By Ranamita Chakraborty
On the first day of an eight-day hearing regarding a case brought by the Financial Conduct Authority of UK (FCA), London’s High Court was told that some of the world’s biggest insurers are wrong to deny a pay-out to hundreds of thousands of small British businesses which were battered by the COVID-19 pandemic.
The national lockdown in the UK to curb the spread of COVID-19 triggered insurance claims from companies seeking compensation for having to shut down their activities. However, most insurers have rejected such claims stating that business interruption (BI) policies do not cover a global pandemic.
FCA had therefore started proceedings to seek clarity from the courts on whether the wording of BI policies should provide cover during this pandemic. Eight insurers including Hiscox, RSA, QBE and Zurich were taken to court.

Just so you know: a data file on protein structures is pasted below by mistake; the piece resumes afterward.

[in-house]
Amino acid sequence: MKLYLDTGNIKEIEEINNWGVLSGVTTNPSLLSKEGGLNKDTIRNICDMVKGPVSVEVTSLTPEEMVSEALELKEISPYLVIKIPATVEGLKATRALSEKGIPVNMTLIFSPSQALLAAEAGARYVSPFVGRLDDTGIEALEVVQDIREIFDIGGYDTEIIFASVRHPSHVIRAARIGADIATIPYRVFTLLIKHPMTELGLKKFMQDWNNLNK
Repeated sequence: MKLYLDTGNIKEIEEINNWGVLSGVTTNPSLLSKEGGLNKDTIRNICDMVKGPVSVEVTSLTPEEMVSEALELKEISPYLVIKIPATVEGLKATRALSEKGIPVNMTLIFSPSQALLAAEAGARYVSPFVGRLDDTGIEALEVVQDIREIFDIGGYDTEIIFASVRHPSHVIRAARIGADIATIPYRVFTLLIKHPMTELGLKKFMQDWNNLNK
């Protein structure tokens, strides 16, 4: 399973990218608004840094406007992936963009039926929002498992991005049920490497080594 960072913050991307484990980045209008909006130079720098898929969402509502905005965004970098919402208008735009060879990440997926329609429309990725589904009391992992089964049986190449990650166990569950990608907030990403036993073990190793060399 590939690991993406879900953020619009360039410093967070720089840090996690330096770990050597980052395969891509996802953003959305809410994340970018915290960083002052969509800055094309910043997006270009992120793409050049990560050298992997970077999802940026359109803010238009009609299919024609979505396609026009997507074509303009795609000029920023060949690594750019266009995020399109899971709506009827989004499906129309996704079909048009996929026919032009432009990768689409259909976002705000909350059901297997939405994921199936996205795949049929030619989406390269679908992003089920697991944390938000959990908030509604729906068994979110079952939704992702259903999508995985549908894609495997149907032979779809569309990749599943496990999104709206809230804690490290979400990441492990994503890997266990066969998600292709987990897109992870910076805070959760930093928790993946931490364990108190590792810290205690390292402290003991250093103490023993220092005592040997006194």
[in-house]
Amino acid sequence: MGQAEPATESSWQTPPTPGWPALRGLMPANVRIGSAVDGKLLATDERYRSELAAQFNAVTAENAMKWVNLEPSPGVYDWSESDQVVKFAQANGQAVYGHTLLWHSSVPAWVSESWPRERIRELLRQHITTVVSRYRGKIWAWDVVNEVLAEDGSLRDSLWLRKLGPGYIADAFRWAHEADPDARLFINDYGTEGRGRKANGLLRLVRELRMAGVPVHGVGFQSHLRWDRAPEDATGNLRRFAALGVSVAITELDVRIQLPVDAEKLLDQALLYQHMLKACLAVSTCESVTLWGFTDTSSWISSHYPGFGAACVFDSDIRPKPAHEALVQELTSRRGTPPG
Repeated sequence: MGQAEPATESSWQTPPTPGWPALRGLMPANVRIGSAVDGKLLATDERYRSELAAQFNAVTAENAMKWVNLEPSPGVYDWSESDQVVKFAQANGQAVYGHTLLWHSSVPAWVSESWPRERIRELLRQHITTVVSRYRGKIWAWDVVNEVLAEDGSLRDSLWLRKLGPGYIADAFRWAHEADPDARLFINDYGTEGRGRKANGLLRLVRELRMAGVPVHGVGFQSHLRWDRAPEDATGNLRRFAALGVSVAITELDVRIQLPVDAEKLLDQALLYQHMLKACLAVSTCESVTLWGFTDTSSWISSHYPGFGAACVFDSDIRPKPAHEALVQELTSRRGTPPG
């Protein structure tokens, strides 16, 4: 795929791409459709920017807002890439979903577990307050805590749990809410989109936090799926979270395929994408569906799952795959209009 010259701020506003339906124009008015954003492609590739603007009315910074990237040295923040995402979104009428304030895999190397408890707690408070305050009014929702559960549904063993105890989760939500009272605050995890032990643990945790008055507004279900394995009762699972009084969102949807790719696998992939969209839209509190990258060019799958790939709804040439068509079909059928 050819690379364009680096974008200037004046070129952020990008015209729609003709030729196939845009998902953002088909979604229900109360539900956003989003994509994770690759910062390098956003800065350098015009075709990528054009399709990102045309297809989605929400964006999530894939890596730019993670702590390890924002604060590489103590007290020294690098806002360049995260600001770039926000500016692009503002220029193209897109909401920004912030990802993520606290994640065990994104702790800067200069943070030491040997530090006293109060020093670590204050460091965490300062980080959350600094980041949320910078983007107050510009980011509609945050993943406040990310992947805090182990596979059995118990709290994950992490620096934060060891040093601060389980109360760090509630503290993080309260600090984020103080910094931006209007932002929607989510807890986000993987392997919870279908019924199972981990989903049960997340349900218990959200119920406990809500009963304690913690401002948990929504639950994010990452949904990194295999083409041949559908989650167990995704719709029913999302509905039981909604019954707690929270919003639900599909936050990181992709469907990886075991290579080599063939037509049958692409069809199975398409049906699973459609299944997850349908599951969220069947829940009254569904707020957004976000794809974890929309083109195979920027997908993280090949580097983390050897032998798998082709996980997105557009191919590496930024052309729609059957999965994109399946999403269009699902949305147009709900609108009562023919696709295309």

According to a report from Reuters, FCA’s lawyer Colin Edelman told the court that the 17 policy wordings under scrutiny in the case were similar to wordings used by more than 60 insurers in total. He pointed out that around 370,000 policyholders could be affected.
The FCA said that the pandemic should trigger payments under the policies, which provide cover when insured premises cannot be used because of restrictions imposed by a public authority and in the event of a notifiable disease.
In response, the insurers stated that the policies covered local incidents, rather than a pandemic and national lockdown.
“They are not to be protected from the fact that a cataclysmic event has happened. That is just bad luck being an insurer,” said Mr Edelman.
The court hearing is due to conclude on 30 July.
Asia Insurance Review